Although his stock has taken a slight hit after an outstanding start, Oklahoma State sophomore Marcus Smart is still an elite prospect due to his two-way impact.
Inconsistent shooting and turnovers have resulted in some less-than-stellar offensive performances recently.
Scouts aren't worried about Smart's ability to score or find passing lanes for teammates, but they will keep an eye on the turnover issue. David Cassilo of the Cleveland Plain Dealer explains:
Smart's turnovers are down from 3.4 to 2.9 per game. But in two of his last three games, he's had five of them. It's not uncommon for a star like Smart to have a high number of turnovers. He has the ball in his hands more than any of his teammates. However, he will probably play point guard at the next level, and draft scouts are going to want to see him take care of the ball better.
Don't be surprised if Smart improves his offensive efficiency throughout the season; he's a focused competitor who's always working to make his team better.
Also be sure to tune in on the defensive end, where Smart constantly stymies foes and creates turnovers. He'll be able to guard both backcourt positions in the Association.
No. 1 Point Guard: Dante Exum, Australia
Vitals: 18 years old, 6'6", 190 lbs, 6'9" wingspan
When it comes to upside and playmaking potential, no 2014 point guard comes even close to Australian sensation Dante Exum.
The long, athletic youngster uses his smooth slashing skills to knife through defenses, and he's just as comfortable dishing to teammates as he is finishing at the rim.
During Australia's recent national schools championship game, Exum struggled to shoot from the field but remained the most powerful player on the floor. He burned Scots College for 15 assists as he led Ginninderra College to the title.
He explains his unselfish approach to the Sydney Morning Herald, per Lee Gaskin:
I knew coming into this tournament there was going to be a lot of attention towards me...tried to get my shooting going, but it wasn't working for me, so I knew the best way for us to win was to get other teammates involved. Obviously that worked for us and that was the best way for us to win.
The underwhelming shooting doesn't warrant huge red flags, as it's just a matter of ironing it out and finding greater consistency.
While his thrilling offensive skills generate most of the buzz, keep in mind Exum could also be an outstanding defender in the NBA. He has the combination of size and quickness required to guard three different positions.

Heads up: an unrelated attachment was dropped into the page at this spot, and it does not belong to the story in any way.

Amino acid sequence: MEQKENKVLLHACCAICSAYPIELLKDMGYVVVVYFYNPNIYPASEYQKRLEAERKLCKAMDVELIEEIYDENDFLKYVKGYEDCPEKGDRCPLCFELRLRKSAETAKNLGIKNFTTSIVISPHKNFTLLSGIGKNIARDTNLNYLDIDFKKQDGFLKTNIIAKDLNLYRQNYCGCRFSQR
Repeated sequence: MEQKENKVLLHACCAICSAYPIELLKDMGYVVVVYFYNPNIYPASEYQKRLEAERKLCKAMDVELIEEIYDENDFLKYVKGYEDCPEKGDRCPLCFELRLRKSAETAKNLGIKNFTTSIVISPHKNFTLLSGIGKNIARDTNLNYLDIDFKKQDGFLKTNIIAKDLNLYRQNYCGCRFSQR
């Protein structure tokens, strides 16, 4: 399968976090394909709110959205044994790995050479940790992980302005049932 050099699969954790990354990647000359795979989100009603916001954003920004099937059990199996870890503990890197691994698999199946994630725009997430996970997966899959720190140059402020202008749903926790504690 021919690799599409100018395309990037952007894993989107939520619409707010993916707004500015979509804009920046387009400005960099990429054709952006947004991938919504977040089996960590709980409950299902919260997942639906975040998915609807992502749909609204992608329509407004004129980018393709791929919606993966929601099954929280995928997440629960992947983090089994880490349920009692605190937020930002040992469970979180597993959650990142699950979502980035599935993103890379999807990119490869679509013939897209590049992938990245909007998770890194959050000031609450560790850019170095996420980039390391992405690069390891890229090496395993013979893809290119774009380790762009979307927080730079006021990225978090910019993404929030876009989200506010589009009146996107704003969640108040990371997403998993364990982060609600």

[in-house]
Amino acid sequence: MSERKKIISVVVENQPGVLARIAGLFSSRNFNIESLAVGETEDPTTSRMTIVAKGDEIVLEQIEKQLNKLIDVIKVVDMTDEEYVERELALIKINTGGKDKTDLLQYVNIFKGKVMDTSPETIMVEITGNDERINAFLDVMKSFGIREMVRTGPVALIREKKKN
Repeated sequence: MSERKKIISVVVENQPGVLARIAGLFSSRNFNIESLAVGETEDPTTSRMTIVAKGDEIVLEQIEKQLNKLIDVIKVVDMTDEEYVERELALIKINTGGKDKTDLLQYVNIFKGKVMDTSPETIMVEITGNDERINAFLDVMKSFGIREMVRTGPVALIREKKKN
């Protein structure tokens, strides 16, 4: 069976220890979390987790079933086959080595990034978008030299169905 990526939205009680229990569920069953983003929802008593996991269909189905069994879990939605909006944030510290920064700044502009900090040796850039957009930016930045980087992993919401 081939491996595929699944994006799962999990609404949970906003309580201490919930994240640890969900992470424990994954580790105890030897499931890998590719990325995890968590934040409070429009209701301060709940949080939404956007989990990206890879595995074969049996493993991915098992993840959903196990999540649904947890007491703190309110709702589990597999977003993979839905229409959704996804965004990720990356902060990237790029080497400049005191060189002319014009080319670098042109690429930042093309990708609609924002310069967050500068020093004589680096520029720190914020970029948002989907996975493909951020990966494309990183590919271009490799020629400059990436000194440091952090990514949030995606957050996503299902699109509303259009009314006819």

No. 5 Shooting Guard: Spencer Dinwiddie, Colorado
Vitals: 20 years old, 6'6", 200 lbs
Unlike most of the guards in our positional rankings, Colorado junior Spencer Dinwiddie isn't a first-rate athlete. When most other prospects would blow by opponents or raise up for lay-ins or dunks, he fails to impress.
That means his chances for stardom are slim, and his existence and role in the league are hinged on his skill set.
The good news is he's a multidimensional contributor who can help his squad in a myriad of ways. SLAMonline.com's Eldon Khorshidi breaks down Dinwiddie's offensive mastery:
Dinwiddie has a polished offensive arsenal: He was an efficient jump shooter last season (48 percent adjusted field goal percentage), utilized a polish floater, and as mentioned, made a living at the foul line. He is an advanced ball handler, which is the foundation of his isolation prowess, and is skilled enough to finish with either hand. His size also gives him an advantage, as he can get clear shooting looks and also back down/overpower smaller guards.
With those kind of skills, there's certainly a place for him in the league. By increasing his assist totals and curbing the turnovers as a junior, he's giving NBA teams more reason to trust him as a creator.
No. 4 Shooting Guard: Mario Hezonja, Croatia
Vitals: 18 years old, 6'6", 200 lbs
One of the riskier picks you'll find in the draft is Croatian wing Mario Hezonja.
On the flip side, he could be one of the best guards Europe has produced in the last few years.
He's an intriguing option for NBA clubs because he can get past opponents off the bounce, play above the rim sling passes to open cutters or knock down perimeter shots.
Unfortunately, the riskiest thing about drafting him is his mental approach to the game, according to Jonathan Givony of DraftExpress.com:
Looked disconnected mentally from his teammates, and from the game in general. Constantly talking to opponents. Seems to lack focus on the court...Struggles operating within a team concept. Only really looks comfortable in isolation or pick and roll settings...Showed poor body language as well.